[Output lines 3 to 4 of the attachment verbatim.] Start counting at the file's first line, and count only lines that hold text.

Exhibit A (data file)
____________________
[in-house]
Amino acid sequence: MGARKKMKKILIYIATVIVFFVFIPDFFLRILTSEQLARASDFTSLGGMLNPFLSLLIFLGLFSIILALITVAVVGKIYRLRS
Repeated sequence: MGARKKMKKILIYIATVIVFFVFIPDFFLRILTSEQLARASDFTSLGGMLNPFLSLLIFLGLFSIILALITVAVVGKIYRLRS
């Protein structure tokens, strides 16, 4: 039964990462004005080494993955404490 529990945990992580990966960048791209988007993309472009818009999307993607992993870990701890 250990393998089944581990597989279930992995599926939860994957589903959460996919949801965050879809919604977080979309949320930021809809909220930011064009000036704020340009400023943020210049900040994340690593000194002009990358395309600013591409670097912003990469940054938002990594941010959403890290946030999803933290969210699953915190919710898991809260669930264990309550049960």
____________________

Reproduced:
Repeated sequence: MGARKKMKKILIYIATVIVFFVFIPDFFLRILTSEQLARASDFTSLGGMLNPFLSLLIFLGLFSIILALITVAVVGKIYRLRS
């Protein structure tokens, strides 16, 4: 039964990462004005080494993955404490 529990945990992580990966960048791209988007993309472009818009999307993607992993870990701890 250990393998089944581990597989279930992995599926939860994957589903959460996919949801965050879809919604977080979309949320930021809809909220930011064009000036704020340009400023943020210049900040994340690593000194002009990358395309600013591409670097912003990469940054938002990594941010959403890290946030999803933290969210699953915190919710898991809260669930264990309550049960």